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Utah's SkyWest to fly for American Airlines

Published September 12, 2012 11:35 pm

Carriers • As Delta exits 50-seat jets, others pick up the slack.
This is an archived article that was published on sltrib.com in 2012, and information in the article may be outdated. It is provided only for personal research purposes and may not be reprinted.

SkyWest Inc., the St. George-based parent company of SkyWest Airlines, has signed on a new client — one that it hopes will provide it with big growth opportunities in the future.

The company said Wednesday it had entered into an agreement with American Airlines to operate 23 Bombardier CRJ200 regional jet aircraft under the American Eagle designation.

"It's not a lot of aircraft, compared with our existing contracts with Delta and United, but it is a good opportunity for us," said Michael Kraupp, SkyWest's chief financial officer. "It allows us to use those aircraft to their best advantage, and we're hoping there will be other opportunities ahead with American."

SkyWest flies hundreds of planes every day for Delta Air Lines as Delta Connection and for United Airlines as United Express and Alaska Airlines.

It anticipates that it will begin its American flights Nov. 15, with all 23 aircraft being placed in service prior to the end of the first quarter in 2013. Each plane will hold 50 passengers.

Kraupp said SkyWest will use aircraft from its existing fleet, explaining those planes will be reassigned from the company's Delta Connection operations to American Eagle service.

Delta has gradually been eliminating 50-seat jets from its fleet, due in part of fuel-cost concerns.

In a teleconference in early August, Delta President Ed Bastian indicated the airline would be stepping up its exodus, with most 50-seaters operating under the Delta Connection banner expected to be history in a couple of years. "This contract with America will be of benefit to (both) Delta and ourselves," Kraupp said.

Under the new contract, SkyWest expects to be flying its planes for American primarily out of Los Angeles International Airport and Dallas/Fort Worth International Airport. It anticipates that 12 of the aircraft will be flown by SkyWest Airlines and 11 by its ExpressJet Airlines subsidiary.

American isn't the only airline to sign on as a SkyWest client in the past year.

In November, US Airways inked a three-year deal that called for SkyWest to provide daily flights to five cities from U.S. Airways' hub in Phoenix. At that time, Kraupp said SkyWest was viewing that contract as "an entry point with US Airways and hope for it to grow in the future."

Today, with U.S. Airways and American sharing confidential data in what some are looking upon as a the prelude to a merger, SkyWest could find itself serving both parties in what could be a key combination in the airline industry. "If they were to merge — and I under stand that it is still a big 'if' — we could be in a good position because they both look upon SkyWest favorably," Kraupp said.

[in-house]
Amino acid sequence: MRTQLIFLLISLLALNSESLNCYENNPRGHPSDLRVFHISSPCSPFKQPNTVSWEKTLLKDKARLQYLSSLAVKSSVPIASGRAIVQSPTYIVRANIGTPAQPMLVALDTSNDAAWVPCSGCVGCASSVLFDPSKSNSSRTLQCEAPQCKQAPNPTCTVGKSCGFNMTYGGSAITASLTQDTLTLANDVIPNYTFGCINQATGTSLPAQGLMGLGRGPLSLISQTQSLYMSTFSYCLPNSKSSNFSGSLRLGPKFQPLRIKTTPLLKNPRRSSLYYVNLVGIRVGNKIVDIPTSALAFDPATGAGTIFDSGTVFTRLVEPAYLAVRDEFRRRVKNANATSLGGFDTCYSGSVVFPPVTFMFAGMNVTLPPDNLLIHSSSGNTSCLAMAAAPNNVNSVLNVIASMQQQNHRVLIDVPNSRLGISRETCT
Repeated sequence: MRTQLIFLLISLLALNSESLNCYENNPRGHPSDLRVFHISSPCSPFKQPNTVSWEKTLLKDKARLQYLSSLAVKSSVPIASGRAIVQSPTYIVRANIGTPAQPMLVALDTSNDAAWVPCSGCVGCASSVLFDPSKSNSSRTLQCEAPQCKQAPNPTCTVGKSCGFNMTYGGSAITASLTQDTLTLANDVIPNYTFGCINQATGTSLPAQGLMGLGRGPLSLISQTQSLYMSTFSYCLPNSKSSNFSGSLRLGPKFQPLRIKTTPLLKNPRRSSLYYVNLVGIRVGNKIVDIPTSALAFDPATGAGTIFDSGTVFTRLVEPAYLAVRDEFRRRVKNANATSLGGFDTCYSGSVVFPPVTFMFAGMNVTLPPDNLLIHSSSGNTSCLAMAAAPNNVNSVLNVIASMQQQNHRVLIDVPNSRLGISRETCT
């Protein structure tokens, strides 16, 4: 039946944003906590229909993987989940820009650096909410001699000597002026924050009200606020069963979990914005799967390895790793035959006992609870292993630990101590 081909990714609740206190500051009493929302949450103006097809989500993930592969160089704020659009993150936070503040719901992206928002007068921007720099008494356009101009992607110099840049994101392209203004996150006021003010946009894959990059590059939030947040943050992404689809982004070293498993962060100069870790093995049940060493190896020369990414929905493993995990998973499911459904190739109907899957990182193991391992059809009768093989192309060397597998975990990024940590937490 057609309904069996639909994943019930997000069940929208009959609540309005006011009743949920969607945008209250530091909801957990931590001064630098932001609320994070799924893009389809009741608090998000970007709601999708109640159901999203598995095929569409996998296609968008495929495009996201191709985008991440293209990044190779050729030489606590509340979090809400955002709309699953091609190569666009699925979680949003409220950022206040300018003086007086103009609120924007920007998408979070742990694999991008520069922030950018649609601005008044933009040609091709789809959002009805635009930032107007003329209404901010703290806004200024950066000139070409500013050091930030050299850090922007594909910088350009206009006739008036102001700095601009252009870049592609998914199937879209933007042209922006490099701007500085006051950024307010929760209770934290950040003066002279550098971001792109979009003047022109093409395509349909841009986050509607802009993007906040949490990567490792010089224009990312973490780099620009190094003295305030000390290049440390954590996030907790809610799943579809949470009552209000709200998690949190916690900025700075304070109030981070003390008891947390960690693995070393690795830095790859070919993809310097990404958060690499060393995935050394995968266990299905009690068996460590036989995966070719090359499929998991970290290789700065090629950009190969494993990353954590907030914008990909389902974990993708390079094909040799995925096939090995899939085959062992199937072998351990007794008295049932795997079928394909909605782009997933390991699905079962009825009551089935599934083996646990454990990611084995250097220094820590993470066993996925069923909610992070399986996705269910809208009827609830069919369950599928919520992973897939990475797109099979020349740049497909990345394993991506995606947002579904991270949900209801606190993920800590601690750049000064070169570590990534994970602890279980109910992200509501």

steve@sltrib.com

Twitter: @OberbeckBiz SkyWest Inc., the St. George-based parent company of SkyWest Airlines, has signed on a new client — one that it hopes will provide it with big growth opportunities in the future.

The company said Wednesday it had entered into an agreement with American Airlines to operate 23 Bombardier CRJ200 regional jet aircraft under the American Eagle designation.

"It's not a lot of aircraft, compared with our existing contracts with Delta and United, but it is a good opportunity for us," said Michael Kraupp, SkyWest's chief financial officer. "It allows us to use those aircraft to their best advantage, and we're hoping there will be other opportunities ahead with American."

SkyWest flies hundreds of planes every day for Delta Air Lines as Delta Connection and for United Airlines as United Express and Alaska Airlines.

It anticipates that it will begin its American flights Nov. 15, with all 23 aircraft being placed in service prior to the end of the first quarter in 2013. Each plane will hold 50 passengers.

Kraupp said SkyWest will use aircraft from its existing fleet, explaining those planes will be reassigned from the company's Delta Connection operations to American Eagle service.

Delta has gradually been eliminating 50-seat jets from its fleet, due in part of fuel-cost concerns.

In a teleconference in early August, Delta President Ed Bastian indicated the airline would be stepping up its exodus, with most 50-seaters operating under the Delta Connection banner expected to be history in a couple of years. "This contract with America will be of benefit to (both) Delta and ourselves," Kraupp said.

Under the new contract, SkyWest expects to be flying its planes for American primarily out of Los Angeles International Airport and Dallas/Fort Worth International Airport. It anticipates that 12 of the aircraft will be flown by SkyWest Airlines and 11 by its ExpressJet Airlines subsidiary.

American isn't the only airline to sign on as a SkyWest client in the past year.

In November, US Airways inked a three-year deal that called for SkyWest to provide daily flights to five cities from U.S. Airways' hub in Phoenix. At that time, Kraupp said SkyWest was viewing that contract as "an entry point with US Airways and hope for it to grow in the future."

Today, with U.S. Airways and American sharing confidential data in what some are looking upon as a the prelude to a merger, SkyWest could find itself serving both parties in what could be a key combination in the airline industry. "If they were to merge — and I under stand that it is still a big 'if' — we could be in a good position because they both look upon SkyWest favorably," Kraupp said.

steve@sltrib.com

Twitter: @OberbeckBiz